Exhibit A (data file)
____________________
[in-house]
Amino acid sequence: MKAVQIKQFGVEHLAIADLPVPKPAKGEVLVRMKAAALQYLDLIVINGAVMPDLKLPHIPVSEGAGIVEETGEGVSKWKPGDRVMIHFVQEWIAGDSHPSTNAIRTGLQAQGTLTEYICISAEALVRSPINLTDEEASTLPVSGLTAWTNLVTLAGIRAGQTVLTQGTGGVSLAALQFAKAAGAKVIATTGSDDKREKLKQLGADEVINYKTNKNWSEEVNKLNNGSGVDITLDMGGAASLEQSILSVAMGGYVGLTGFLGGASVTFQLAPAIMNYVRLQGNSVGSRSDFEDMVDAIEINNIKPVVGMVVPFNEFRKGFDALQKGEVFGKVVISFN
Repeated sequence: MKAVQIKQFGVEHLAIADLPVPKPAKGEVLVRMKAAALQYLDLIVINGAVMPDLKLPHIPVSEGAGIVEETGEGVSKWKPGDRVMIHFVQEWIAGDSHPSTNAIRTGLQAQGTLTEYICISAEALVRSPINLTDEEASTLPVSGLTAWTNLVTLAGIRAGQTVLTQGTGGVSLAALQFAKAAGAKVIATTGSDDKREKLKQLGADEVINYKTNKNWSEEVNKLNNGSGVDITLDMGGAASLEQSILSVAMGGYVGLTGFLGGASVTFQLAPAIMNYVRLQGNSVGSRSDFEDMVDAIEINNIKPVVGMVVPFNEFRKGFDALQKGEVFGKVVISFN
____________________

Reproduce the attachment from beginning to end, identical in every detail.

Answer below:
[in-house]
Amino acid sequence: MKAVQIKQFGVEHLAIADLPVPKPAKGEVLVRMKAAALQYLDLIVINGAVMPDLKLPHIPVSEGAGIVEETGEGVSKWKPGDRVMIHFVQEWIAGDSHPSTNAIRTGLQAQGTLTEYICISAEALVRSPINLTDEEASTLPVSGLTAWTNLVTLAGIRAGQTVLTQGTGGVSLAALQFAKAAGAKVIATTGSDDKREKLKQLGADEVINYKTNKNWSEEVNKLNNGSGVDITLDMGGAASLEQSILSVAMGGYVGLTGFLGGASVTFQLAPAIMNYVRLQGNSVGSRSDFEDMVDAIEINNIKPVVGMVVPFNEFRKGFDALQKGEVFGKVVISFN
Repeated sequence: MKAVQIKQFGVEHLAIADLPVPKPAKGEVLVRMKAAALQYLDLIVINGAVMPDLKLPHIPVSEGAGIVEETGEGVSKWKPGDRVMIHFVQEWIAGDSHPSTNAIRTGLQAQGTLTEYICISAEALVRSPINLTDEEASTLPVSGLTAWTNLVTLAGIRAGQTVLTQGTGGVSLAALQFAKAAGAKVIATTGSDDKREKLKQLGADEVINYKTNKNWSEEVNKLNNGSGVDITLDMGGAASLEQSILSVAMGGYVGLTGFLGGASVTFQLAPAIMNYVRLQGNSVGSRSDFEDMVDAIEINNIKPVVGMVVPFNEFRKGFDALQKGEVFGKVVISFN